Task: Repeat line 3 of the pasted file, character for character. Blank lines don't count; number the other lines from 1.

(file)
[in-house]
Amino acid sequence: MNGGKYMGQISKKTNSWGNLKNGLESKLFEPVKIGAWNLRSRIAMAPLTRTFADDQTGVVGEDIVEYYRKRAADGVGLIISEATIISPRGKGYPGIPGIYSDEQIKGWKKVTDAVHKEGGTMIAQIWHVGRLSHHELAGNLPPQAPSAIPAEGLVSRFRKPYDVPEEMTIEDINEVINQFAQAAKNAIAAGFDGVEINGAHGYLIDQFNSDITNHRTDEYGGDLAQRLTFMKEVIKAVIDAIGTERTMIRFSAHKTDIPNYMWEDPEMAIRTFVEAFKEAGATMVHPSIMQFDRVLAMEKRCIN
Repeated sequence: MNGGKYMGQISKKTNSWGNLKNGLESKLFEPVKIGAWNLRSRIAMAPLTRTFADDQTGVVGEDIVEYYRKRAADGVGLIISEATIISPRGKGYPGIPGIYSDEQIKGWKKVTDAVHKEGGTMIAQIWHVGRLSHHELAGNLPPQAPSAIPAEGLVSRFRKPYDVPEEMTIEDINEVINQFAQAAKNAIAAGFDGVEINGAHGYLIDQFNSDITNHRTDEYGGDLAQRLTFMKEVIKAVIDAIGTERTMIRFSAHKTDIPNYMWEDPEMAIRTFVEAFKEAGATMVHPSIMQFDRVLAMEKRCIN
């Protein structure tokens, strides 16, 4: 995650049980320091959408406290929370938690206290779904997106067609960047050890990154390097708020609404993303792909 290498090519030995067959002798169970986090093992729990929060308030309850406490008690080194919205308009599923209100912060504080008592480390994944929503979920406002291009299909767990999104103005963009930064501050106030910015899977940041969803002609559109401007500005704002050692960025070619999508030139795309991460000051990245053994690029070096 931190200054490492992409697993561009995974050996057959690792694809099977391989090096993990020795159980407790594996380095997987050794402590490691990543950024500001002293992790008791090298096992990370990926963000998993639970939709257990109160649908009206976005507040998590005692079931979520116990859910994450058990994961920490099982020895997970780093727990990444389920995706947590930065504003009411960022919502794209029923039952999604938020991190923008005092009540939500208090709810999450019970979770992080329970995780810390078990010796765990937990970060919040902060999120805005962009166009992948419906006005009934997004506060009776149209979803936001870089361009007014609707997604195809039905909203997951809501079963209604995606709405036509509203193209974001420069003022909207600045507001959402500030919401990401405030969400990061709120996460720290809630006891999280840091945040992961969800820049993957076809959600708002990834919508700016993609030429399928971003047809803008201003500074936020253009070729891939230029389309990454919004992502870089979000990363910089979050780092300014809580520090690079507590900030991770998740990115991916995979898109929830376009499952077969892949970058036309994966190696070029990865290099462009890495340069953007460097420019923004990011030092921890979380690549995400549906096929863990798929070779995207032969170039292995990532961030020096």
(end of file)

Repeated sequence: MNGGKYMGQISKKTNSWGNLKNGLESKLFEPVKIGAWNLRSRIAMAPLTRTFADDQTGVVGEDIVEYYRKRAADGVGLIISEATIISPRGKGYPGIPGIYSDEQIKGWKKVTDAVHKEGGTMIAQIWHVGRLSHHELAGNLPPQAPSAIPAEGLVSRFRKPYDVPEEMTIEDINEVINQFAQAAKNAIAAGFDGVEINGAHGYLIDQFNSDITNHRTDEYGGDLAQRLTFMKEVIKAVIDAIGTERTMIRFSAHKTDIPNYMWEDPEMAIRTFVEAFKEAGATMVHPSIMQFDRVLAMEKRCIN